Systems development has been claimed to benefit from user participation, yet user participation in implementa- tion activities may be more common and is a growing focus of participatory-design work. We investigate the effect of the extensive user participation in the implementation of a clinical system by empirically analyzing how management, participating staff, and non-participating staff view the implementation process with respect to areas that have previously been linked to user participation such as system quality, emergent interactions, and psychological buy-in. The participating staff experienced more uncertainty and frustration than management and non-participating staff, especially concerning how to run an implementation process and how to understand and utilize the configuration possibilities of the system. This suggests that user participation in implementation introduces a need for new competences. Our results also emphasize the importance of access to fellow colleagues with relevant experience in implementing systems.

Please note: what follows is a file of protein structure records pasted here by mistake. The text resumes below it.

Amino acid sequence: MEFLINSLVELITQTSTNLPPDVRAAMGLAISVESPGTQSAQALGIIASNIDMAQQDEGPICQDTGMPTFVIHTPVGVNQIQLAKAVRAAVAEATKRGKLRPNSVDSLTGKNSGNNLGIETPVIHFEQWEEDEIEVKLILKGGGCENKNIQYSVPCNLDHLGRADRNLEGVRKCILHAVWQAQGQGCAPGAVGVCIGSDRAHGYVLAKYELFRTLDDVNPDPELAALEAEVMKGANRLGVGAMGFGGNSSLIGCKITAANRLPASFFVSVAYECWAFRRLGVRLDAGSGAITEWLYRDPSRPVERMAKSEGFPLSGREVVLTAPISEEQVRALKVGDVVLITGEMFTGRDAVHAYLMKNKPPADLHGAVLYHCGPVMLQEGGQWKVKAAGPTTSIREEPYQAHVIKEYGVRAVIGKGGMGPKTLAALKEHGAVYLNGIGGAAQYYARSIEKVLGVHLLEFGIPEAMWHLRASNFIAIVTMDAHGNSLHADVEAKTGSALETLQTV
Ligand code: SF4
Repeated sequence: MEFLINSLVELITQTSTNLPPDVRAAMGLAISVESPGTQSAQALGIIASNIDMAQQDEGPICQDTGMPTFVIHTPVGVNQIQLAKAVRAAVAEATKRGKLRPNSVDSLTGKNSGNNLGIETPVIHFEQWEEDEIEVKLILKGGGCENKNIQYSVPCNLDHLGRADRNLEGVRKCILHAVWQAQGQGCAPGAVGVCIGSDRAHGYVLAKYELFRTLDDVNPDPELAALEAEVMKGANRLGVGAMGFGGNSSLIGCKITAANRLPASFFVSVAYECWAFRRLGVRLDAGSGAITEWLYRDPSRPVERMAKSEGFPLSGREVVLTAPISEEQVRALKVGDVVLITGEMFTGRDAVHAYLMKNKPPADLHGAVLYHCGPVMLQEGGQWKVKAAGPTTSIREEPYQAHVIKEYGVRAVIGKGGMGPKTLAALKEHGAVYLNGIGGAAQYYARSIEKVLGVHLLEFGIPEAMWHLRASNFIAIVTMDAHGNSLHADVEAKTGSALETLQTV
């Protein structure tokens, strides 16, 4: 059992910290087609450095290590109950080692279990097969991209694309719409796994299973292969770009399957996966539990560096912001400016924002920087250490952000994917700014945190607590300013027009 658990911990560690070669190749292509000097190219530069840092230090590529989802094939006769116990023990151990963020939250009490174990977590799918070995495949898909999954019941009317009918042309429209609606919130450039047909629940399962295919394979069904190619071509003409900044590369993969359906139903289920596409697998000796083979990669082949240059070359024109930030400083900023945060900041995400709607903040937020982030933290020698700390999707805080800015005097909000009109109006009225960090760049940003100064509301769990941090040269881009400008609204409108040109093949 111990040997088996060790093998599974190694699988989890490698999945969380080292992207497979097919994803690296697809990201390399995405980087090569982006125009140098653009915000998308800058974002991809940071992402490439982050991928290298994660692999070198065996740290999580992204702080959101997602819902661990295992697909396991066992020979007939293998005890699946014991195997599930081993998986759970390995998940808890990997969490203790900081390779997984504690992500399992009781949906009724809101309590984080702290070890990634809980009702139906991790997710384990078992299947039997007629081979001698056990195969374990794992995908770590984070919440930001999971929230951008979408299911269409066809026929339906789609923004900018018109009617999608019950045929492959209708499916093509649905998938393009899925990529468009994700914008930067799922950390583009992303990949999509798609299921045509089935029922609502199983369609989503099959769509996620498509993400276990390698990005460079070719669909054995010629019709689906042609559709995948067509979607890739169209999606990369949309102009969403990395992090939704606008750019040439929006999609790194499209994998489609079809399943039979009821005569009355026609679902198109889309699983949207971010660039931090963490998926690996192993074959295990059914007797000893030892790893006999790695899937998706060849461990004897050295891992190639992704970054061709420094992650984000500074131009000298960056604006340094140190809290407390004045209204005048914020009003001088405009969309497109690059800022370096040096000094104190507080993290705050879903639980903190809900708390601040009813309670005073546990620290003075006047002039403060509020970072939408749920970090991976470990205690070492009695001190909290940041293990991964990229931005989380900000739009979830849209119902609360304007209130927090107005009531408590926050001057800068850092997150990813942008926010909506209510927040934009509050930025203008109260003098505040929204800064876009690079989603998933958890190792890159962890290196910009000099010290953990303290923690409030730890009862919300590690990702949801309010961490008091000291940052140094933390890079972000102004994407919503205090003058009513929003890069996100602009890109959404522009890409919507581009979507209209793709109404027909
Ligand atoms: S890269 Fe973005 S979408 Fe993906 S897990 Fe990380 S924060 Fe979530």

Keywords: User participation, Organizational implementation.